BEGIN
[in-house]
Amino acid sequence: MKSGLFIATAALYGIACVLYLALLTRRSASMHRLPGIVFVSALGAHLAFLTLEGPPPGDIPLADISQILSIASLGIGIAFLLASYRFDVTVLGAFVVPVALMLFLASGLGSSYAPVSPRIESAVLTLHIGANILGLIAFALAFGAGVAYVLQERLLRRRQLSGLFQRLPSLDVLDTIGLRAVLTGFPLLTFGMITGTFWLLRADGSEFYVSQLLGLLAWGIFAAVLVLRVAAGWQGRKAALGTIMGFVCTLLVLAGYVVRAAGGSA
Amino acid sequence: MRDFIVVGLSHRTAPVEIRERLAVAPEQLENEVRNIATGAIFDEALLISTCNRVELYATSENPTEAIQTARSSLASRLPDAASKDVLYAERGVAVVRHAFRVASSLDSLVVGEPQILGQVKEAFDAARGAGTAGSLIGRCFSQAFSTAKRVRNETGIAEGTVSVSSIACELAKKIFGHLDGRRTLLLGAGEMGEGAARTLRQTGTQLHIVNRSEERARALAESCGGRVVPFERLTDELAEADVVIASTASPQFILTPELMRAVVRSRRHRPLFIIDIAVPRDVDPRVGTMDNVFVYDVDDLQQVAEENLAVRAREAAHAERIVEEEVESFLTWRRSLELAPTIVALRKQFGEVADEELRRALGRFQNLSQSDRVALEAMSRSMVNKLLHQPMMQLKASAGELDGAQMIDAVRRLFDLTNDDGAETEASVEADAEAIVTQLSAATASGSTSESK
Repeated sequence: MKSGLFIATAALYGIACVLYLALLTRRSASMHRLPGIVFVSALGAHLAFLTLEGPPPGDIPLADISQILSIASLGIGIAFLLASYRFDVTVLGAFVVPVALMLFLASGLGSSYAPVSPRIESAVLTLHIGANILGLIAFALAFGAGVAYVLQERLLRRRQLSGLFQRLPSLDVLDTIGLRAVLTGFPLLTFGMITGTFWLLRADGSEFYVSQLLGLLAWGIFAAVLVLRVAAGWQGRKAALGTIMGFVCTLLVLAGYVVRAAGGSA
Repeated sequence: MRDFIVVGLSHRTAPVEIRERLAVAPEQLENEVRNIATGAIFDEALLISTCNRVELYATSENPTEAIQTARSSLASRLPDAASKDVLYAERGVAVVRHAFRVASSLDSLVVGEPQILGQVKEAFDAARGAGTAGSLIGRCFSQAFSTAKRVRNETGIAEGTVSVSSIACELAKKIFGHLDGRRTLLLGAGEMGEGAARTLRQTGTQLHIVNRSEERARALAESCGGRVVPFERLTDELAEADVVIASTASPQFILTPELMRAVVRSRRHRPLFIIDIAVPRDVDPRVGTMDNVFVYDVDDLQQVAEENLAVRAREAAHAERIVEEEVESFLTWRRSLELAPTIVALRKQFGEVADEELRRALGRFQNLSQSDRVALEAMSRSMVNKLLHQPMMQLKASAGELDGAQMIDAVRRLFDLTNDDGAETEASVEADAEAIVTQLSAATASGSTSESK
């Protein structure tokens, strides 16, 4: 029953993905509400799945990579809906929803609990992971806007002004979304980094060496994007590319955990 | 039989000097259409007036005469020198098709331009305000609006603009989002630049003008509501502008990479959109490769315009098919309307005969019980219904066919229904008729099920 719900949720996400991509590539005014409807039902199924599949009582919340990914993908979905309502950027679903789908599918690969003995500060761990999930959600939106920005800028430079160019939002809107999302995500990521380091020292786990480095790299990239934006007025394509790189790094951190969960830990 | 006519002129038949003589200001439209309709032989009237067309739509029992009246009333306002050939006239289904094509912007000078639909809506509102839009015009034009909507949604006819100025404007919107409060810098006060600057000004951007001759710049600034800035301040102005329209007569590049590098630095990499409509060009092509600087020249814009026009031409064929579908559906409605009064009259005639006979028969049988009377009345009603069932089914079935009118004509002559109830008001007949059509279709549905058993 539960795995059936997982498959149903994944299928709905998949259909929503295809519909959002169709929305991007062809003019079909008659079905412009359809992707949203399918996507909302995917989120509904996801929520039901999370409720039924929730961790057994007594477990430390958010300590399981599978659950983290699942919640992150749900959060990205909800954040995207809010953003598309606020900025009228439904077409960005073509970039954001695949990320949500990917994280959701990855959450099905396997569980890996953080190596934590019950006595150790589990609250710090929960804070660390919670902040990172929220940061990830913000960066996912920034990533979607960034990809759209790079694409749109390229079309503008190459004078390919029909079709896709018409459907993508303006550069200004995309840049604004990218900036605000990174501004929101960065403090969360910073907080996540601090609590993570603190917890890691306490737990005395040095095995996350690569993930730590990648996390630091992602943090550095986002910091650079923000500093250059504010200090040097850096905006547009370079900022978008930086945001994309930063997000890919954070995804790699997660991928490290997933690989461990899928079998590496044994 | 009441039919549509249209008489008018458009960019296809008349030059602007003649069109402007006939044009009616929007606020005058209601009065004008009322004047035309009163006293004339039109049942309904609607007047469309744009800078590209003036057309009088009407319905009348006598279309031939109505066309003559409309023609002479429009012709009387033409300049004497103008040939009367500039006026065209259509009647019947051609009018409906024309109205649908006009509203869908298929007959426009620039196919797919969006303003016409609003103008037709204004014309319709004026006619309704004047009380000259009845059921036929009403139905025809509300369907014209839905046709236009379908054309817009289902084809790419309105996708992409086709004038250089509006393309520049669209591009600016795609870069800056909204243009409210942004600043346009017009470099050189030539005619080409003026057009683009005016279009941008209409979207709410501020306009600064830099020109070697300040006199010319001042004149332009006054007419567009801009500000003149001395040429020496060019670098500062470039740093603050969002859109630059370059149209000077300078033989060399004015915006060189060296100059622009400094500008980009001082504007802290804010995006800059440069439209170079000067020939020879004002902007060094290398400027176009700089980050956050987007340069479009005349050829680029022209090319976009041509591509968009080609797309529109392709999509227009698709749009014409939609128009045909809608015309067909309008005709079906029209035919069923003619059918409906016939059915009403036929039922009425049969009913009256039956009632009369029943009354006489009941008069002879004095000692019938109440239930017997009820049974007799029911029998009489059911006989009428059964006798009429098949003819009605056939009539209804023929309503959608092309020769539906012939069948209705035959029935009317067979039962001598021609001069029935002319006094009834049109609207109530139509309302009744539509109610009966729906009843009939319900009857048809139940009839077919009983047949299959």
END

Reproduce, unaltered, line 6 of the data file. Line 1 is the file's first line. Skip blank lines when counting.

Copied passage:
């Protein structure tokens, strides 16, 4: 029953993905509400799945990579809906929803609990992971806007002004979304980094060496994007590319955990 | 039989000097259409007036005469020198098709331009305000609006603009989002630049003008509501502008990479959109490769315009098919309307005969019980219904066919229904008729099920 719900949720996400991509590539005014409807039902199924599949009582919340990914993908979905309502950027679903789908599918690969003995500060761990999930959600939106920005800028430079160019939002809107999302995500990521380091020292786990480095790299990239934006007025394509790189790094951190969960830990 | 006519002129038949003589200001439209309709032989009237067309739509029992009246009333306002050939006239289904094509912007000078639909809506509102839009015009034009909507949604006819100025404007919107409060810098006060600057000004951007001759710049600034800035301040102005329209007569590049590098630095990499409509060009092509600087020249814009026009031409064929579908559906409605009064009259005639006979028969049988009377009345009603069932089914079935009118004509002559109830008001007949059509279709549905058993 539960795995059936997982498959149903994944299928709905998949259909929503295809519909959002169709929305991007062809003019079909008659079905412009359809992707949203399918996507909302995917989120509904996801929520039901999370409720039924929730961790057994007594477990430390958010300590399981599978659950983290699942919640992150749900959060990205909800954040995207809010953003598309606020900025009228439904077409960005073509970039954001695949990320949500990917994280959701990855959450099905396997569980890996953080190596934590019950006595150790589990609250710090929960804070660390919670902040990172929220940061990830913000960066996912920034990533979607960034990809759209790079694409749109390229079309503008190459004078390919029909079709896709018409459907993508303006550069200004995309840049604004990218900036605000990174501004929101960065403090969360910073907080996540601090609590993570603190917890890691306490737990005395040095095995996350690569993930730590990648996390630091992602943090550095986002910091650079923000500093250059504010200090040097850096905006547009370079900022978008930086945001994309930063997000890919954070995804790699997660991928490290997933690989461990899928079998590496044994 | 009441039919549509249209008489008018458009960019296809008349030059602007003649069109402007006939044009009616929007606020005058209601009065004008009322004047035309009163006293004339039109049942309904609607007047469309744009800078590209003036057309009088009407319905009348006598279309031939109505066309003559409309023609002479429009012709009387033409300049004497103008040939009367500039006026065209259509009647019947051609009018409906024309109205649908006009509203869908298929007959426009620039196919797919969006303003016409609003103008037709204004014309319709004026006619309704004047009380000259009845059921036929009403139905025809509300369907014209839905046709236009379908054309817009289902084809790419309105996708992409086709004038250089509006393309520049669209591009600016795609870069800056909204243009409210942004600043346009017009470099050189030539005619080409003026057009683009005016279009941008209409979207709410501020306009600064830099020109070697300040006199010319001042004149332009006054007419567009801009500000003149001395040429020496060019670098500062470039740093603050969002859109630059370059149209000077300078033989060399004015915006060189060296100059622009400094500008980009001082504007802290804010995006800059440069439209170079000067020939020879004002902007060094290398400027176009700089980050956050987007340069479009005349050829680029022209090319976009041509591509968009080609797309529109392709999509227009698709749009014409939609128009045909809608015309067909309008005709079906029209035919069923003619059918409906016939059915009403036929039922009425049969009913009256039956009632009369029943009354006489009941008069002879004095000692019938109440239930017997009820049974007799029911029998009489059911006989009428059964006798009429098949003819009605056939009539209804023929309503959608092309020769539906012939069948209705035959029935009317067979039962001598021609001069029935002319006094009834049109609207109530139509309302009744539509109610009966729906009843009939319900009857048809139940009839077919009983047949299959």